Greek Titan



Selene, daughter of the Titans Hyperion and Theia, was the personification of the moon. Her brother Helios shone as the sun, while her sister Eos was the goddess of the dawn. Though Selene had many consorts, the most famous of them was Endymion, a handsome young mortal. When Selene spied him sleeping in a cave, she immediately fell in love and asked Zeus to extend his sleep for all eternity.

Like most of the Titans, Selene was rarely worshipped in the ancient world. Eventually, she became identified with Artemis, goddess of the wilderness, who was sometimes associated with the moon. (Similarly, Selene’s brother Helios came to be identified with Artemis’ brother Apollo.)


The name “Selene” (Greek Σελήνη, translit. Selḗnē) was also the ancient Greek word meaning “moon.” The etymology is uncertain, but it appears to be related to the Greek word σέλας (sélas, “light”) and the Proto-Indo-European word *l(o)uksneh₂- (“moon”), from which we also derive the Latin word for moon, luna.[1]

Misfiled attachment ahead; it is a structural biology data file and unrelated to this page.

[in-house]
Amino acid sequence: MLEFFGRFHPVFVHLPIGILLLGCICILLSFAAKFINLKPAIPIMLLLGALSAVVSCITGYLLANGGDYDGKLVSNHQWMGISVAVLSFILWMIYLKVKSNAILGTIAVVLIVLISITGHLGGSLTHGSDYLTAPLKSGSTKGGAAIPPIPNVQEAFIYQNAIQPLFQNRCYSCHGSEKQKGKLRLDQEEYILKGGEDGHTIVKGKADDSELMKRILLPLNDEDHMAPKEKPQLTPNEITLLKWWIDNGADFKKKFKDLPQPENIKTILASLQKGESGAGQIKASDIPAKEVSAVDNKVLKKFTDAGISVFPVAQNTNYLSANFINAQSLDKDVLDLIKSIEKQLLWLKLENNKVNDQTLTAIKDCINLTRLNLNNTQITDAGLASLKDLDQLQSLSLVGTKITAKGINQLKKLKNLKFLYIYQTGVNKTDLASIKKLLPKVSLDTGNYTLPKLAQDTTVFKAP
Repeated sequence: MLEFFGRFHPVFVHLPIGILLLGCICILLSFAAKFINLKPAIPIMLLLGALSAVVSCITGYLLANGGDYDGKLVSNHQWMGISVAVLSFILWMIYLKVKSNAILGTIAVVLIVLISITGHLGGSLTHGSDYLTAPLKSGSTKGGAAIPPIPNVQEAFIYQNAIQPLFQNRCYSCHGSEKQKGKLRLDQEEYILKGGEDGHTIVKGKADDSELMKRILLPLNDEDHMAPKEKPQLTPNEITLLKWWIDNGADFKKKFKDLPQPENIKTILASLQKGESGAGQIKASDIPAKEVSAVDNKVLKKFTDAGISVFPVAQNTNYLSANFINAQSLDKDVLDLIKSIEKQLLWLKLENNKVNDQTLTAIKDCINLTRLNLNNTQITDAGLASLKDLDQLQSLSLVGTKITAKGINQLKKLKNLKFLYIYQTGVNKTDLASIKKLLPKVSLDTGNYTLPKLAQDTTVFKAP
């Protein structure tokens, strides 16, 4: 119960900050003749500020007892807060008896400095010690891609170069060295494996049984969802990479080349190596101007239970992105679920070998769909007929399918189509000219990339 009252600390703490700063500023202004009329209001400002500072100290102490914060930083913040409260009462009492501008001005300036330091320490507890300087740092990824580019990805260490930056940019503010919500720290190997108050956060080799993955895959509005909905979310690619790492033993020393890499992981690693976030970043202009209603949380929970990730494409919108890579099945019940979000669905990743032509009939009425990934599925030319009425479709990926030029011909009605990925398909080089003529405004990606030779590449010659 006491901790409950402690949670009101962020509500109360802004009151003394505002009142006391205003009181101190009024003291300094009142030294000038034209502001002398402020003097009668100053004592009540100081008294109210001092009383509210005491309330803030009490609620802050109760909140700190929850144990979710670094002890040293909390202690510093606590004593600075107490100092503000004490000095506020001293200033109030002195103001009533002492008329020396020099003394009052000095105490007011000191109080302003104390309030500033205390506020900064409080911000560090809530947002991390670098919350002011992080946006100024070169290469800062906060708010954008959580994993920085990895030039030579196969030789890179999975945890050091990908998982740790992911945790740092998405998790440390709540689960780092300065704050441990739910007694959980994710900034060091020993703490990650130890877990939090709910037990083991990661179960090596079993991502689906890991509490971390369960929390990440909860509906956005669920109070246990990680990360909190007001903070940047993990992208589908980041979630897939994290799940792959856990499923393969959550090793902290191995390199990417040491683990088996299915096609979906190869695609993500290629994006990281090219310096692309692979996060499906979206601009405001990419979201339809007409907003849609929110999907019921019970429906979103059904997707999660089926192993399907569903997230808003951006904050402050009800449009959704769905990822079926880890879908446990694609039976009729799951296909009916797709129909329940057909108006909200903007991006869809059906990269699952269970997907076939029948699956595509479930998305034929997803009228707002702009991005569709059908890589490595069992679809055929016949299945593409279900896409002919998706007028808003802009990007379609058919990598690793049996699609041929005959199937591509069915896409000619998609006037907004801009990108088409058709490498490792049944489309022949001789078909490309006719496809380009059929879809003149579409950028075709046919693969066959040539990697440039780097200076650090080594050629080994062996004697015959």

• English
    SeleneΣελήνη (translit. Selḗnē)
  • Phonetic
    [si-LEE-nee]/sɪˈli ni/

Alternate Names

Selene was often identified with other goddesses, including Men (also spelled Mene), the divine personification of the lunar month; Bendis, a goddess of Thracian origin; Hecate, a goddess of witchcraft; and (especially in later antiquity) Artemis, the goddess of hunting and wild things. Like Artemis, Selene was sometimes called Phoebe, a name that means “bright one.”